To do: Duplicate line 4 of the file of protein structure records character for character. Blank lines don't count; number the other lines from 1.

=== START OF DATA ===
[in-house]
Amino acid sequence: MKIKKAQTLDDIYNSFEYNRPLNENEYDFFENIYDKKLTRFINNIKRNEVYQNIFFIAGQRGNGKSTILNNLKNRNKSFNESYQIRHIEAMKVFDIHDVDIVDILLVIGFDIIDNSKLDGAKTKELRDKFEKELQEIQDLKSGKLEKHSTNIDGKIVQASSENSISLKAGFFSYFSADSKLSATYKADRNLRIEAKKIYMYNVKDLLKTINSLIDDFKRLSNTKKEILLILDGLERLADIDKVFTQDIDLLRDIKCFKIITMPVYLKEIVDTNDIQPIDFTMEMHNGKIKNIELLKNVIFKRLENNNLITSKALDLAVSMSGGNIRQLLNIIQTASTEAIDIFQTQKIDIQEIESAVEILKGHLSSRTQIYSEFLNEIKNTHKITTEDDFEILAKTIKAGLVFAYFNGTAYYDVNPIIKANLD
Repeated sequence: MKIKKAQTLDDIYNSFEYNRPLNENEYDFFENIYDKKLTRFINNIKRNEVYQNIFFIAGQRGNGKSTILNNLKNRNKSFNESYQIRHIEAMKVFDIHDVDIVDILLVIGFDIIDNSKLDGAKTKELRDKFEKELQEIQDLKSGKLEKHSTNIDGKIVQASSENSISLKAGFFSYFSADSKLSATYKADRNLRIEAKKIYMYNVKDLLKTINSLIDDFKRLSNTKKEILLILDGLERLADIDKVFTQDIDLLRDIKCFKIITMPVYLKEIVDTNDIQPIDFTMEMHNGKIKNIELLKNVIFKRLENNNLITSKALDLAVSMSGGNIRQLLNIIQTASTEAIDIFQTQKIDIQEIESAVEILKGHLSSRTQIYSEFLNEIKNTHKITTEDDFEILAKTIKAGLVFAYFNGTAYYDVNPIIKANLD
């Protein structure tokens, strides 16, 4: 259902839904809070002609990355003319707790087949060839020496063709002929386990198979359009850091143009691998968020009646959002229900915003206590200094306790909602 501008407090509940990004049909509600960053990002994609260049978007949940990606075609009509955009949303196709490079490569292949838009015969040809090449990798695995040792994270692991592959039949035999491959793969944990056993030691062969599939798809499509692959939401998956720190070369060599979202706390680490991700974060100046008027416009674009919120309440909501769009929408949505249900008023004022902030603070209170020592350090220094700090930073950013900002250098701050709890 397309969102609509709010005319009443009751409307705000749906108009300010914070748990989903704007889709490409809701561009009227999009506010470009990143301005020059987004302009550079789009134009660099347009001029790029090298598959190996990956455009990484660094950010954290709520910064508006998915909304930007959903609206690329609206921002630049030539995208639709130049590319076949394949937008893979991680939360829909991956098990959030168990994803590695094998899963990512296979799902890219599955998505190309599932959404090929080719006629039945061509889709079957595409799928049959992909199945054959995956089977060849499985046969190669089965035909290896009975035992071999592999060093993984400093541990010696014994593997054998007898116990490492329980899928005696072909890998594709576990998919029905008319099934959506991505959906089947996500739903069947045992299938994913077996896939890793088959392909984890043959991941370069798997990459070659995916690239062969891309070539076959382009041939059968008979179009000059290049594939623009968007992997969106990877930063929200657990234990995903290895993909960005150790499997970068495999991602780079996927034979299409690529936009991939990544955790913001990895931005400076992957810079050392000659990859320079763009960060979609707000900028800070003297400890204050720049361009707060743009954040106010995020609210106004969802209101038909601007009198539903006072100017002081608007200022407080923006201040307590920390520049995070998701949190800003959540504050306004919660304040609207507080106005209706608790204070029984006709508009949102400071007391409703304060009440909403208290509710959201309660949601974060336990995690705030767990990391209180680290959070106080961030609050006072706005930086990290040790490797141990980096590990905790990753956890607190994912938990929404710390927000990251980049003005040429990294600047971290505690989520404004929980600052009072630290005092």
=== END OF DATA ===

């Protein structure tokens, strides 16, 4: 259902839904809070002609990355003319707790087949060839020496063709002929386990198979359009850091143009691998968020009646959002229900915003206590200094306790909602 501008407090509940990004049909509600960053990002994609260049978007949940990606075609009509955009949303196709490079490569292949838009015969040809090449990798695995040792994270692991592959039949035999491959793969944990056993030691062969599939798809499509692959939401998956720190070369060599979202706390680490991700974060100046008027416009674009919120309440909501769009929408949505249900008023004022902030603070209170020592350090220094700090930073950013900002250098701050709890 397309969102609509709010005319009443009751409307705000749906108009300010914070748990989903704007889709490409809701561009009227999009506010470009990143301005020059987004302009550079789009134009660099347009001029790029090298598959190996990956455009990484660094950010954290709520910064508006998915909304930007959903609206690329609206921002630049030539995208639709130049590319076949394949937008893979991680939360829909991956098990959030168990994803590695094998899963990512296979799902890219599955998505190309599932959404090929080719006629039945061509889709079957595409799928049959992909199945054959995956089977060849499985046969190669089965035909290896009975035992071999592999060093993984400093541990010696014994593997054998007898116990490492329980899928005696072909890998594709576990998919029905008319099934959506991505959906089947996500739903069947045992299938994913077996896939890793088959392909984890043959991941370069798997990459070659995916690239062969891309070539076959382009041939059968008979179009000059290049594939623009968007992997969106990877930063929200657990234990995903290895993909960005150790499997970068495999991602780079996927034979299409690529936009991939990544955790913001990895931005400076992957810079050392000659990859320079763009960060979609707000900028800070003297400890204050720049361009707060743009954040106010995020609210106004969802209101038909601007009198539903006072100017002081608007200022407080923006201040307590920390520049995070998701949190800003959540504050306004919660304040609207507080106005209706608790204070029984006709508009949102400071007391409703304060009440909403208290509710959201309660949601974060336990995690705030767990990391209180680290959070106080961030609050006072706005930086990290040790490797141990980096590990905790990753956890607190994912938990929404710390927000990251980049003005040429990294600047971290505690989520404004929980600052009072630290005092």